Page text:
Douglas Creek

The salmon in Douglas Creek are predominantly chum, with some Coho although their numbers have substantially declined everywhere, with human assistance their presence is making a comeback. Salmon must jump many hurdles to survive intended, and human impact has added to these hurdles making their survival even harder. Chum are the 2nd largest species of pacific salmon, chinook being the largest, but chum are the poorest jumpers. Obstacles like waterfalls don’t stop other species of salmon but make it difficult for the chum. Often, this can stop their upstream migration resulting in them spawning further downstream. This is in part why you won’t find chum further upstream than Ash Road. Coho can easily make the migration further upstream.

P’KOLS/Douglas Creek Geography
An overview of the history, features, and fun facts about P’KOLS/Douglas Creek in Lekwungen & WSANEC territories/Victoria BC. Created by Corina Fischer, 2020.

When baby chum, called fry, leave their gravel nest they spend very little time in freshwater before heading out to sea, sometimes only a few weeks. Their migration to the ocean is second fastest only to pink salmon. Coho may spend a year or more in freshwater. Before all salmon leave fresh water, they must go through a physical change called smoltification to help them transition to saltwater. Very few fish can go from freshwater to saltwater and back again to
freshwater. Their bodies become more silvery and reflective, which acts as camouflage to protect them against predators in open water. There are also hormonal changes which impact the way they breathe and tolerate saltwater.

When salmon are in freshwater their bodies need added salt which they get through food. The saltwater, on the other hand, pulls water out of the salmon’s body through its skin. Because of this, they must drink salt water to replace water that was lost. Any excess salt in the salmon’s body is excreted through its gills and urine. At this lifecycle, stage salmon are called smolts. During this time, they are imprinting on their natal stream, taking in the smells and tastes so that they can navigate their way back in a few years.

After 3-5 years, adults come back to the creek they imprinted on at birth to spawn and die. Chum are generally the last of the salmon to return to their natal stream in the fall. Upon their return to freshwater, they go through another physical change and develop colourful bars on their body, green and purple, and the males grow large canines, and a hook jaw called a kype.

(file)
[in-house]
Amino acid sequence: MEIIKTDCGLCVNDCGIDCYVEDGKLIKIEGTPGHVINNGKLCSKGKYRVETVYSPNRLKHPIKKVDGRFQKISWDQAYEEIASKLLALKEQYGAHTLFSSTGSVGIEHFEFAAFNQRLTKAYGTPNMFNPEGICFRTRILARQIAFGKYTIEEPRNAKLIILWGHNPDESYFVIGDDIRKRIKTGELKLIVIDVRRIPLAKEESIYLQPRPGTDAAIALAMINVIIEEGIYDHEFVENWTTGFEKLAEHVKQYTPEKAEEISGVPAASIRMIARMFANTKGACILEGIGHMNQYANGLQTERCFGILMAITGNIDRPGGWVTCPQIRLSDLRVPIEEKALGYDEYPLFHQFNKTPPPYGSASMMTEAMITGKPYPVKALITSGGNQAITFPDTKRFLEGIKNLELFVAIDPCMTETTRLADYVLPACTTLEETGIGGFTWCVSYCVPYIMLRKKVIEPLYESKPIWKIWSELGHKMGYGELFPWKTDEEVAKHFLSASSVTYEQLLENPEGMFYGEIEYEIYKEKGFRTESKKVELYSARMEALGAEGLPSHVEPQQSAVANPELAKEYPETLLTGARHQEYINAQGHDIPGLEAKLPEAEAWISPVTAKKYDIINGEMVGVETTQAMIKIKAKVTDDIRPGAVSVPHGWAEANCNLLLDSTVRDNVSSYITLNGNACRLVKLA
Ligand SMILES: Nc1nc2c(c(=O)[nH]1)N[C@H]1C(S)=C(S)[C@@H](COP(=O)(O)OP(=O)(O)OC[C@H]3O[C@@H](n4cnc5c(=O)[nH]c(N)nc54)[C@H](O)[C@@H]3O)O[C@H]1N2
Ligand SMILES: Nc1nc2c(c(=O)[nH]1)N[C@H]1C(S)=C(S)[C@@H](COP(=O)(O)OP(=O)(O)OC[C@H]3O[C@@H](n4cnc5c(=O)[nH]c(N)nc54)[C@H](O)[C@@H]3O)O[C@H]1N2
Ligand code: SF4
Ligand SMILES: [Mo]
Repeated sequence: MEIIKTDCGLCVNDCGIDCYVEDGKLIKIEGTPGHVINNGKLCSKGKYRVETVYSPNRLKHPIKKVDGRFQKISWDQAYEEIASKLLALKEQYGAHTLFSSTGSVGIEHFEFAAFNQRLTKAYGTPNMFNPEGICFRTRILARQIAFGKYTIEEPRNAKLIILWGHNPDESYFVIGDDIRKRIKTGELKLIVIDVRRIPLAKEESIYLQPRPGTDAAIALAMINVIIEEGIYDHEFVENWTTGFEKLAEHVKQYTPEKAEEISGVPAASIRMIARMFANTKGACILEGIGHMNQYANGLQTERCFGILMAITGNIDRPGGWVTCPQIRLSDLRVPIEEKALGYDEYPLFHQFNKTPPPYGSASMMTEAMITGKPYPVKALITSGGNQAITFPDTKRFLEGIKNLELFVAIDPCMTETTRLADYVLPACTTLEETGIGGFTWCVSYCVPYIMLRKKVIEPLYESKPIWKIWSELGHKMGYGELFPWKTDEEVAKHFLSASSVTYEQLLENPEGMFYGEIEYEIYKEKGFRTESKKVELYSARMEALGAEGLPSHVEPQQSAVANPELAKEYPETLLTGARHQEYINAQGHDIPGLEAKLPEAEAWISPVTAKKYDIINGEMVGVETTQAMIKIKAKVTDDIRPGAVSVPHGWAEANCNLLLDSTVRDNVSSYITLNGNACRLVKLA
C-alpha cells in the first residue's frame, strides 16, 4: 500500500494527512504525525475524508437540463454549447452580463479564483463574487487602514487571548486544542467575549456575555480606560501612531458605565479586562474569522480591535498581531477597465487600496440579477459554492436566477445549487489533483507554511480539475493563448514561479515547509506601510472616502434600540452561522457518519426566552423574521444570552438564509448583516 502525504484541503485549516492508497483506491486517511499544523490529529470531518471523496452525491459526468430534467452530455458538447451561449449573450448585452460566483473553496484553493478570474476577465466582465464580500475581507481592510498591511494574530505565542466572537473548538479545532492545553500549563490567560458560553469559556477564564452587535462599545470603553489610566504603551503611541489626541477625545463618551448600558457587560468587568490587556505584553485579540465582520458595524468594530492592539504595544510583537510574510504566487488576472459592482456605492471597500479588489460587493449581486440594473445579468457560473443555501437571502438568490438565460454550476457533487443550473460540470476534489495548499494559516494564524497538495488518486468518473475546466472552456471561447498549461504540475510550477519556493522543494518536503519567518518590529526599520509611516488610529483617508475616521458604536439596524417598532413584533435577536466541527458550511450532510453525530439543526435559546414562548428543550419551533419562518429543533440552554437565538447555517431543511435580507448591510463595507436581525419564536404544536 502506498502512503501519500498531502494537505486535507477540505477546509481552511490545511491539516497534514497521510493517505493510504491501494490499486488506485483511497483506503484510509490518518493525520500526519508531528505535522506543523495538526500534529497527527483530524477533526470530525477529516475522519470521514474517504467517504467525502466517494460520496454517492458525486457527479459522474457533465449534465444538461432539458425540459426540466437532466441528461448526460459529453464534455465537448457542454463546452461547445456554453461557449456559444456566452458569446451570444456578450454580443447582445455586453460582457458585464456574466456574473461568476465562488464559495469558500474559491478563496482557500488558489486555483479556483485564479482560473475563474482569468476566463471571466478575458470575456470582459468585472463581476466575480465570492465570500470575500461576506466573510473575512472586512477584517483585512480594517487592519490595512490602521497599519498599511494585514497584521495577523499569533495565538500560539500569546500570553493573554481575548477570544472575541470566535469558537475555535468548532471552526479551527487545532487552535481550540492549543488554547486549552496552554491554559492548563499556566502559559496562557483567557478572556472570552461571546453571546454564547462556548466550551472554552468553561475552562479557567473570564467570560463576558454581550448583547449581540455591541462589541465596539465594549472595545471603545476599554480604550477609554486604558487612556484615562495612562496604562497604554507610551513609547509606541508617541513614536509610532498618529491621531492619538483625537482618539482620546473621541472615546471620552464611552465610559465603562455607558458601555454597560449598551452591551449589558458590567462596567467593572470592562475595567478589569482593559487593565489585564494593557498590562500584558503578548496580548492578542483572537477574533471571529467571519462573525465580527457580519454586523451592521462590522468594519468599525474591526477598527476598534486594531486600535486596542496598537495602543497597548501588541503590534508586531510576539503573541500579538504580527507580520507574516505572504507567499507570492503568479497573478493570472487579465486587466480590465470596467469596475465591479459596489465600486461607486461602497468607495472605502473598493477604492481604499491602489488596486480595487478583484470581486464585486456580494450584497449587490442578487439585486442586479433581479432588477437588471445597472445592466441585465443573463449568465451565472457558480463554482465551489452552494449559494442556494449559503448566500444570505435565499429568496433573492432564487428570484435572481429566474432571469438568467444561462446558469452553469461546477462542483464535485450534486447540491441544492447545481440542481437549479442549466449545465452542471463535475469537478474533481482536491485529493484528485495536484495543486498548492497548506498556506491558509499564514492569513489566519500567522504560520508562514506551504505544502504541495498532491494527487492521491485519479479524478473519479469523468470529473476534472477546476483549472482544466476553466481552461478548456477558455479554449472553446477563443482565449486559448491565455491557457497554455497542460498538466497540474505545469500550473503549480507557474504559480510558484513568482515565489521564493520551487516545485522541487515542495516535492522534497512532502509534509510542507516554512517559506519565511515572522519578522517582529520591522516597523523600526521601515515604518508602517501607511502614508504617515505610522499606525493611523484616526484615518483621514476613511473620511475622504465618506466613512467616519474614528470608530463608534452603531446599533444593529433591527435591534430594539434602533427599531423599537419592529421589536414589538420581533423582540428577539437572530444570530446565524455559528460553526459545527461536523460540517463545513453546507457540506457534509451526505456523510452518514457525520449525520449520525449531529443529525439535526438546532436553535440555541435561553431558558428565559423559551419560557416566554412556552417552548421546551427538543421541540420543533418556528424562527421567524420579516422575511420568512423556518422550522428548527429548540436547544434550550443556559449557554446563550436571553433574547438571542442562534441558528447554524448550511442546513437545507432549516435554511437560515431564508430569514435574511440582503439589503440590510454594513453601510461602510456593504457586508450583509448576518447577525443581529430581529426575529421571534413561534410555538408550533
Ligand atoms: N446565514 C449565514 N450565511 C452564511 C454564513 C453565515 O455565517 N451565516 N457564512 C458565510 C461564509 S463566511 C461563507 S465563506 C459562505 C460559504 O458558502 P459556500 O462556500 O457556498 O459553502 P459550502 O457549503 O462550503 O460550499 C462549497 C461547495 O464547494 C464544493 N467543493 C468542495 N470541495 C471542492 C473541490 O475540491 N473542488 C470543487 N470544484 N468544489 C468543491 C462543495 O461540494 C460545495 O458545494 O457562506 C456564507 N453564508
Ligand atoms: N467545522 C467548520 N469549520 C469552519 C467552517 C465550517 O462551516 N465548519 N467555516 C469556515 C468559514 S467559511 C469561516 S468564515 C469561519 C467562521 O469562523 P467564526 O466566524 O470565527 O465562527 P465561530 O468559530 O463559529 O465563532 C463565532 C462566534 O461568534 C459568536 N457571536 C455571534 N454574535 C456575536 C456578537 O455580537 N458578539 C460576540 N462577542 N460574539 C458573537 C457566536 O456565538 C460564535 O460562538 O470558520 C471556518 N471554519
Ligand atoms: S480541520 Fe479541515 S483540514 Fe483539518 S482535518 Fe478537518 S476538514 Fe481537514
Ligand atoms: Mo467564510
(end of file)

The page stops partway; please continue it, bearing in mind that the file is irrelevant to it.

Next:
The females create a gravel nest called a redd by making a depression with her tail, where she will lay her eggs, as the male fertilizes them. Salmon will repeat this several times, continuously moving upstream until all the female’s eggs have been laid. The gravel that will cover the eggs, which is washed over them from the upstream redds being dug, protects them from predators and being washed away in heavy stream flow. Out of thousands of eggs each female will lay, only about 1% are likely to survive.

Salmon spawn in gravel that is pea to peach size so that it is small enough for the salmon to move but large enough to allow gaps for airflow. They prefer shallow sections where the water moves more quickly as the increased water flow keeps the redd oxygenated. Some of the current challenges salmon faces relate to their spawning preferences. Chum prefers streams close to the ocean, which tends to be more impacted by watershed corruption.

Human impact – how we can help

Due to an increase in non-porous surfaces in our city, when there is a storm, the water is unable to seep back into the ground and be filtered by the earth. It all goes into the storm drain and causes a surge of water which washes out the spawning beds, leaving nothing but clay. Because the storm drains are connected to Douglas Creek, there is also the challenge of coping with contaminants.

Spending time in nature provides peace and tranquillity to people’s otherwise chaotic lives. Parks everywhere are seeing an increase in human traffic, and along with them their four legged friends. The goal is to try and find a balance between humans and nature. Many aren’t aware that Mount Douglas Park is not a dog park, especially off leash. Although your dog may love running through the trees and rustling around in the ferns, this has a very negative impact on the ecosystem. New plant life, some endangered, get trampled; nesting animals like birds are scared off and potentially killed, and trails created by dogs pack the ground preventing things from growing in the future. If your dog needs some exercise, please take them to an appropriate place that is designed for them to run free without causing damage.